Additional file 1. Table S1. Estimates of intersample variability. Estimates of the variation between samples.

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Furthermore, we examined the expression of the genes in the 22q11.2 region, including TBX1 which did not have a detectable signal in any of the tissues examined. Other genes in the region (including COMT, DGCR2, CRYBA4, ZNF74, FLJ36561, ARVCF, RUTBC2, GGT, MMP11, Table 2) were unchanged in signal intensity in our subjects with idiopathic TOF. As expected, half the signal intensity was present in the three subjects with the 22q11.2 deletion supplying evidence of the reliable detection of gene expression levels in these tissues. We also validated the expression of three genes from the WNT (DVL3 and WNT5B) and Notch (DTX3) pathways with significant differences in expression between the TOF subjects and controls using quantitative reverse transcription qRT-PCR. All three had good agreement in expression levels detected by the two techniques (Table 3).

Table 2. Mean relative expression of genes1 on 22q11.2

Table 3. Comparison of QRT-PCR validation and microarray mean relative values1

We identified 1,062 genes in the right ventricle which had a statistically significant change in expression of at least 2-fold in TOF subjects relative to our control tissue samples (see Figure 1). These 1,062 genes met a strict statistical threshold for significance: a false discovery rate (FDR) of 5% using Bonferroni correction for multiple testing. Likewise, our analysis identified 1,834 and 106 genes in the pulmonary valve and pulmonary artery, respectively with a 2-fold change in expression. The large number of genes with changed expression in the valve and ventricle relative to the artery may be a reflection of the primary defect originating in these tissues with secondary response in the artery. We compared the list of genes with a 2-fold change from the three tissues to identify genes in common (Figure 1). Interestingly, the ventricle and pulmonary valve had 39 genes in common, and the pulmonary valve and artery had 34 genes in common. However, there was only one gene with a 2-fold change in expression in common between the ventricle and the artery, and there were no genes with a 2-fold change in expression shared by all three tissues.

thumbnailFigure 1. Venn diagram showing the number of genes in each tissue with 2-fold changes in expression in the infants with TOF relative to controls.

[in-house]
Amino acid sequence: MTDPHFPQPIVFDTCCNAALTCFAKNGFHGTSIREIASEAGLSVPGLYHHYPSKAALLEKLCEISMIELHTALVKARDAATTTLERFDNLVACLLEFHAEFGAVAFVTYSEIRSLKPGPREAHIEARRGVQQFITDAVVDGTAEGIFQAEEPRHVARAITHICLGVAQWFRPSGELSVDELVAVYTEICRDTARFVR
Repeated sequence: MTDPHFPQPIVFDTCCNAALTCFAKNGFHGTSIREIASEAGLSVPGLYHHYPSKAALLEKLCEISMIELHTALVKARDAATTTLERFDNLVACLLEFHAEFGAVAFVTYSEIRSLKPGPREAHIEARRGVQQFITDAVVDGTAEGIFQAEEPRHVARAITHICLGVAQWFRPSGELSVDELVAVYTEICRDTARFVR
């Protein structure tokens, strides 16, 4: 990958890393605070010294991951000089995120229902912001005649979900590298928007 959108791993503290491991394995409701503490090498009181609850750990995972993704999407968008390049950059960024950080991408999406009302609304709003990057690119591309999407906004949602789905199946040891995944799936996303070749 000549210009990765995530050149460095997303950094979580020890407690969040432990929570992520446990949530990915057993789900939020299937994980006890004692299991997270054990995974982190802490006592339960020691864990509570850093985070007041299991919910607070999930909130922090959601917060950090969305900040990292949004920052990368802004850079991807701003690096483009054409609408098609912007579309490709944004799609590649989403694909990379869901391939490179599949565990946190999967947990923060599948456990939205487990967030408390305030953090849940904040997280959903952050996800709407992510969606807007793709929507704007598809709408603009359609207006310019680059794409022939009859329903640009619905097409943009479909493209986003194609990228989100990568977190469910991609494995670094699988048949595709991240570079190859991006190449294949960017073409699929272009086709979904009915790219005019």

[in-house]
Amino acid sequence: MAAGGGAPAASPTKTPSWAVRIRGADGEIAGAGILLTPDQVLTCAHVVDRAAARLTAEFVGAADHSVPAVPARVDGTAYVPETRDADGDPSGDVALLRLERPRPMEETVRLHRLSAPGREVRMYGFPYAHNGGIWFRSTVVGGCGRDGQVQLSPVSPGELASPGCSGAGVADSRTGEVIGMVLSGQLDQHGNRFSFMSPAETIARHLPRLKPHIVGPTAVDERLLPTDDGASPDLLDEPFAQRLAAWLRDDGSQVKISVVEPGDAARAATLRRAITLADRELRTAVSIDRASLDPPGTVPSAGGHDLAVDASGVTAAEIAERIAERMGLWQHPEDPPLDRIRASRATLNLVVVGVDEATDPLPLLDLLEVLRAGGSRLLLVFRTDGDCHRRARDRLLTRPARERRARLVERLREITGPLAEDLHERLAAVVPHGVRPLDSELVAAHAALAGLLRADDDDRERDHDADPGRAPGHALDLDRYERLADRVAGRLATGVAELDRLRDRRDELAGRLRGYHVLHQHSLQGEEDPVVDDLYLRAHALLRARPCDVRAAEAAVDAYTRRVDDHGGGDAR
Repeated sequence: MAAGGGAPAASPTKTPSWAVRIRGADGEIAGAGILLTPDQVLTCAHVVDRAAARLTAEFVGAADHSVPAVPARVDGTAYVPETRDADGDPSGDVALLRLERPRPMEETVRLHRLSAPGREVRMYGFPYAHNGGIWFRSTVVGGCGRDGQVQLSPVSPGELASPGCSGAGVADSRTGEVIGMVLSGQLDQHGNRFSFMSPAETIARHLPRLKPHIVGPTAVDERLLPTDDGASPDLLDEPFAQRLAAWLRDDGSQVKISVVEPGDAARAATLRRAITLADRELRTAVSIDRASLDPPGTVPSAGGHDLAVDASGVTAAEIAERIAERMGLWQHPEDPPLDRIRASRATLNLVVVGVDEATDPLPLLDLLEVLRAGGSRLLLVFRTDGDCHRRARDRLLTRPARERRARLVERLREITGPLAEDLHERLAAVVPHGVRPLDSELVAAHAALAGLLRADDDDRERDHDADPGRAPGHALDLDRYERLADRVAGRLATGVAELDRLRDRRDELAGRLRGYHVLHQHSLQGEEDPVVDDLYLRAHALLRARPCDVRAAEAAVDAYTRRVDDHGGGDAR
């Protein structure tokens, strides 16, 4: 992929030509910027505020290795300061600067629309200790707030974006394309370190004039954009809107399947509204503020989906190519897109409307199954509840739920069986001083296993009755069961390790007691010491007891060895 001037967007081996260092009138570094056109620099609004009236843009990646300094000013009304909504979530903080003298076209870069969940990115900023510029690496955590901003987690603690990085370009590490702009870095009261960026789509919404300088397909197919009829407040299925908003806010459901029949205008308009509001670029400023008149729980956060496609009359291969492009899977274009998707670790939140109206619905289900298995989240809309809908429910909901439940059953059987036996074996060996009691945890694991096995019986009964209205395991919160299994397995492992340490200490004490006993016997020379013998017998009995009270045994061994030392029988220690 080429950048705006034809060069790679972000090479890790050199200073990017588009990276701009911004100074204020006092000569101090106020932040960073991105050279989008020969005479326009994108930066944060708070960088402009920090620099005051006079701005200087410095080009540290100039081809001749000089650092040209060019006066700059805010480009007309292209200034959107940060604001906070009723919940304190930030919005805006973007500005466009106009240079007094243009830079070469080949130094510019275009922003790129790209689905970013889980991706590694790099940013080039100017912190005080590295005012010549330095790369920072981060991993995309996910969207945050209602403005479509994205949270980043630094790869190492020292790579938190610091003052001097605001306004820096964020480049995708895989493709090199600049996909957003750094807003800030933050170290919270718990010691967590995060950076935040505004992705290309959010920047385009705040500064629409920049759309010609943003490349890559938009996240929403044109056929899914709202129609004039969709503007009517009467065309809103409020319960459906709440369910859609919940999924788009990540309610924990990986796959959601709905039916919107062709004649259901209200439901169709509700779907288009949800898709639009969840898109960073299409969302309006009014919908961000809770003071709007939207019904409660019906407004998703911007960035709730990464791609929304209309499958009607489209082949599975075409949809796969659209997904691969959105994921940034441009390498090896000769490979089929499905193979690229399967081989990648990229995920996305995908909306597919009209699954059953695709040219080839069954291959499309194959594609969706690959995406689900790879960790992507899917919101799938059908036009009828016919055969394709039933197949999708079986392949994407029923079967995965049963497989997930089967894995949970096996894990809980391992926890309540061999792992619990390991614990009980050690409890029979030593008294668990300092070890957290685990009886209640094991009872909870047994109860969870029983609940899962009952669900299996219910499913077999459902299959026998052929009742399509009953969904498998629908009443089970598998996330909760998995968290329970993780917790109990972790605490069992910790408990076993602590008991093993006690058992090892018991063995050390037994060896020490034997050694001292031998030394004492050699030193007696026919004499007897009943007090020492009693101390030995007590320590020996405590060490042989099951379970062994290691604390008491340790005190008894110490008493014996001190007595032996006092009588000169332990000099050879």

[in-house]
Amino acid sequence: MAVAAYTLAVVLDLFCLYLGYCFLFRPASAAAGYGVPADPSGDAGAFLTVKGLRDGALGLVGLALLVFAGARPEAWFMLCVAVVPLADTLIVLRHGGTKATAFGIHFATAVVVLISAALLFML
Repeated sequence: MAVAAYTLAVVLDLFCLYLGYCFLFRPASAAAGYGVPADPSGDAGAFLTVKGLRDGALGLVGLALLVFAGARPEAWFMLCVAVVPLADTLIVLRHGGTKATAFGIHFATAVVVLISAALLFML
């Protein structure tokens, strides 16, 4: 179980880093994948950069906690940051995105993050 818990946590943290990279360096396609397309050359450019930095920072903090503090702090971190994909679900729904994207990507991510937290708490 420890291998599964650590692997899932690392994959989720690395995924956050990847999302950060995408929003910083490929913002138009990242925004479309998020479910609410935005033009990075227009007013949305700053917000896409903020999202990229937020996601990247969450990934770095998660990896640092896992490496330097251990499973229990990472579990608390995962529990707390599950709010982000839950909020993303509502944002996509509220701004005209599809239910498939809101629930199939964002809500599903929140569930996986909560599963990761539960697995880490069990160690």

We used the expression data from the ventricle for detectable probes (~26,000) in an average linkage K-means clustering algorithm. The heat map (Figure 2) shows the gene tree resulting from the analysis. In Figure 2, five lanes on the right are from control samples and three lanes on the left are from patients with 22q11.2 deletion syndrome. The 16 subjects with TOF clearly are clustered together compared to control subjects, with the majority of the idiopathic subjects grouped separately from the 22q11.2 deletion subjects.

thumbnailFigure 2. Heat map with clustering based on all detectable genes in the right ventricle. * Infants requiring an early shunt (i.e., more severe).

In an attempt to separate patients into differing levels of severity, we chose to group our patients based on those that required early intervention with a modified BT shunt placement (considered to be more severe), and those that did not require early intervention before complete surgical TOF correction. Within the group of TOF subjects, seven required a BT shunt placement early in life (red stars noted in Figure 2). These seven subjects were part of a group of nine patients that separate from the remaining TOF subjects. In general, a common pattern of global gene expression was seen in the TOF subjects differing from the controls, those subjects considered to have more severe conotruncal defects (those requiring early surgical intervention) tended to have distinct patterns of gene expression placing them on distinct branches of the tree.